After these interventions, both for and against the scheme, some four thousand settlers began to sail for the colony in the winter of 1819 (a thousand more sailed soon after). How they collectively fared depends upon one’s perspective.Each party had been “promised 10 acre plots, rent-free for 10 years, arrangements for victualling, for the paying of ministers. The standard undergraduate introduction to South African history—Leonard Thompson’s (1995)—announces that the settlers “did not prosper as the government intended.” After “a few years more than half of them had abandoned their lots and became merchants and artisans in the military post at Grahamstown, or in…Port Elizabeth” (55).For in urging the poor family to emigrate abroad, Castlereagh goes on to promise a “Garden of Eden” and “second Paradise” in South Africa, claiming that “Bread & Milk grows upon trees” in the colony, and that “the Rocks are all Roast Beef & the hailstones are plum puddings & rain water is as strong as gin!!” Mocking the paradise envisioned in booster literature, Cruikshank suggests that the settlement scheme remained nothing more than a cynical attempt by Castlereagh and the Tory-led Parliament to unload poor and hungry Britons on African shores. “Of the emigrants, 36 per cent were men, 20 per cent women and 44 per cent children” (Lester 49).“The operation,” as one historian recently put it, “was probably the most callous act of mass settlement in the entire history of empire” (Mostert 533).As the debate over South African immigration continued, the rhetoric surrounding it took a curious detour into domestic politics.On 16 August 1819, mere months before the immigrants set sail for South Africa, agitation over the “unbearable” condition of labor came to a head in St. On this infamous day, after state-supported militiamen, some of whom had fought against Napoleon at Waterloo, attacked and killed a number of unarmed protesters at the gathering—violence that outraged “every belief and prejudice of the ‘free-born Englishman’—the right of free speech, the desire for ‘fair play’, [and] the taboo against attacking the defenceless” (E. Thompson 689; 1963)—the so-called “Peterloo Massacre” was born: a journalese coinage linking class struggle at home, on St.Peter’s field, outside Manchester, in the largest working-class protest yet “seen. Peter’s field (“Peter-“), with international struggle across the English Channel, on the battlefields of Waterloo (“-loo”).
For in the wake of the Napoleonic wars, and in the period immediately preceding Parliament’s announcement of the settlement scheme, the “burden of an enormous national debt, drastic changes in industry and agriculture brought about by the Agrarian and Industrial Revolutions, the distress of returned, disabled and jobless soldiers, the collapse of markets created by war, general disillusionment so intrinsic a part of war’s aftermath, and, lately, the failure of the American cotton crop, had brought unemployment and economic distress”—especially among the poor and working class—“to an unbearable point” (Meiring 2).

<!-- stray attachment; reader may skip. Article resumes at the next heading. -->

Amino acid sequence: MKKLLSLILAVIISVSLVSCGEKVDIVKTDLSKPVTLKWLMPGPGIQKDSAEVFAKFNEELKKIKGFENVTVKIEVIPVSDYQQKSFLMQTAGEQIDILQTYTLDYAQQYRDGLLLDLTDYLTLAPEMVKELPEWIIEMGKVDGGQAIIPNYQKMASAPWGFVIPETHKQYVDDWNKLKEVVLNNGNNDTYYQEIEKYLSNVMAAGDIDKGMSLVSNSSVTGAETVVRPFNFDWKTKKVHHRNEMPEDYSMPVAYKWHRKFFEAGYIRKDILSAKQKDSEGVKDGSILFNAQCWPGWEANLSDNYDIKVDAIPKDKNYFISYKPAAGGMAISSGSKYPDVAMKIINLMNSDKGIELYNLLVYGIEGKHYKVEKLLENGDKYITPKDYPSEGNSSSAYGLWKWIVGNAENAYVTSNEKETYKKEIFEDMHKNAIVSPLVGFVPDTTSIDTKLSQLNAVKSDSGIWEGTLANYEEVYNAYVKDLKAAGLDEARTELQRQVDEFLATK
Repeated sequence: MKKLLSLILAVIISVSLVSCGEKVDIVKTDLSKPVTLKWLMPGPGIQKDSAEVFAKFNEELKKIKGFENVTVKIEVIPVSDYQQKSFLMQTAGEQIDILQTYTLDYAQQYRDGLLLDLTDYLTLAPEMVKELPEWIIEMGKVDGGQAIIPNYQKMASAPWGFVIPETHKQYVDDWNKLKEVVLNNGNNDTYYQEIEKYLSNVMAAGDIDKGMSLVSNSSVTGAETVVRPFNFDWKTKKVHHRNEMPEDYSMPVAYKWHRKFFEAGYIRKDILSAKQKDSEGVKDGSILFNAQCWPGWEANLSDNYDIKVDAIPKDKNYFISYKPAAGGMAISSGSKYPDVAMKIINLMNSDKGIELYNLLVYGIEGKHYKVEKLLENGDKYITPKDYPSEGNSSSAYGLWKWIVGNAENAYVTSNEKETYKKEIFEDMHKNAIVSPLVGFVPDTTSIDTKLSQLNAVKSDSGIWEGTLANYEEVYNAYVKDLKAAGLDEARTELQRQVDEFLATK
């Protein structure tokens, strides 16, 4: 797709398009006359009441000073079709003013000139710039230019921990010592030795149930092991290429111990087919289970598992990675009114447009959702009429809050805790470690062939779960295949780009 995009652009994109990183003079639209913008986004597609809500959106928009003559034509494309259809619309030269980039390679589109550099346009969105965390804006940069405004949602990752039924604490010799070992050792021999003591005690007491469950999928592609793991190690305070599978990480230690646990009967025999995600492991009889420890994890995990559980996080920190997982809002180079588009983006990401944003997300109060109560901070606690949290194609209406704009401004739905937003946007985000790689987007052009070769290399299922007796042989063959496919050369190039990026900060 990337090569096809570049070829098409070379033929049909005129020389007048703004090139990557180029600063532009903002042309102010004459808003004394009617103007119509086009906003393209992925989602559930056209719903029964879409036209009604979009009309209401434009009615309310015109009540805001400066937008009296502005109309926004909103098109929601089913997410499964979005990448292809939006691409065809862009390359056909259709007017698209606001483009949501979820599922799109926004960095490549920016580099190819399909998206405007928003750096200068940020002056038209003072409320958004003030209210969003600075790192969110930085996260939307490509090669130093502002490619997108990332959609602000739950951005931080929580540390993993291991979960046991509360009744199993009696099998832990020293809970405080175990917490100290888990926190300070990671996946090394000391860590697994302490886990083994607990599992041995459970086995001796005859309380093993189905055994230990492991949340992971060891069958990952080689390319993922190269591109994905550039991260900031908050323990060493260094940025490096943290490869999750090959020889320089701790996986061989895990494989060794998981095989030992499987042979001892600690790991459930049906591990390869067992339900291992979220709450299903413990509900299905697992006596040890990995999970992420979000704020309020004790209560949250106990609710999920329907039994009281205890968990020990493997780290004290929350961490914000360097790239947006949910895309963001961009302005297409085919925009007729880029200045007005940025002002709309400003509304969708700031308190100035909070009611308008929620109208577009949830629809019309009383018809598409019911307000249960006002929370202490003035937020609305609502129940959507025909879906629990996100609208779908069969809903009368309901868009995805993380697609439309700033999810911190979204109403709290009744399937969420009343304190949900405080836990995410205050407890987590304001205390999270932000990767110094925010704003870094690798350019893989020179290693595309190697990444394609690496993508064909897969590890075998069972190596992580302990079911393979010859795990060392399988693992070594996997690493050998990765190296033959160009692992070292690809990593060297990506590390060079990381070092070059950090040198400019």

Despite the spendthrift proclivities of Britain’s elites—including George IV (1762-1830), the Prince Regent, whose drug and eating habits, drinking, and extravagance came to symbolize the overindulgences of the era—British laborers confronted a situation that “seemed worse than anything they had known” (Williams 182).
Faced with hunger, palpable class divisions, a lack of parliamentary representation, and the specter of joblessness, on the one hand; and intolerably long working hours and low wages when fortunate enough to find employment, on the other, workers and their supporters began to appropriate “the images, the rhetoric, and the tone of the antislavery movement” to draw attention to domestic suffering (Gallagher 4). Although the trading of (mostly black) slaves had been abolished in 1807, many social reformers and Radicals began to protest that a form of white slavery was festering at home—and, partly for this reason, the rhetoric of domestic distress and the rhetoric of foreign settlement came to be intertwined. One of the contingents of workers carried a banner that read “,” thus conflating the buying and selling of slave labor overseas with the buying and selling of seemingly “free labor” at home (Marlow 119; emphasis original).
Other scholars maintain that South Africa entered “a whole new epoch” (Mostert 524) after the arrival of the settlers, and that Britons, from this point on, began to have a “disproportionately large impact” on the development of the colony (Keegan 61).
Although a relative sideshow in what James Belich calls the “Settler Revolution,” a “remarkable explosion of the nineteenth century that put the Anglophones on the top of the world” (9), the metropolitan, abolitionary sensibility that the settlers established in the interior of the region became “as much a landmark in the colonial mythology of South Africa as the Afrikaner’s Great Trek a decade and a half later” (Keegan 61).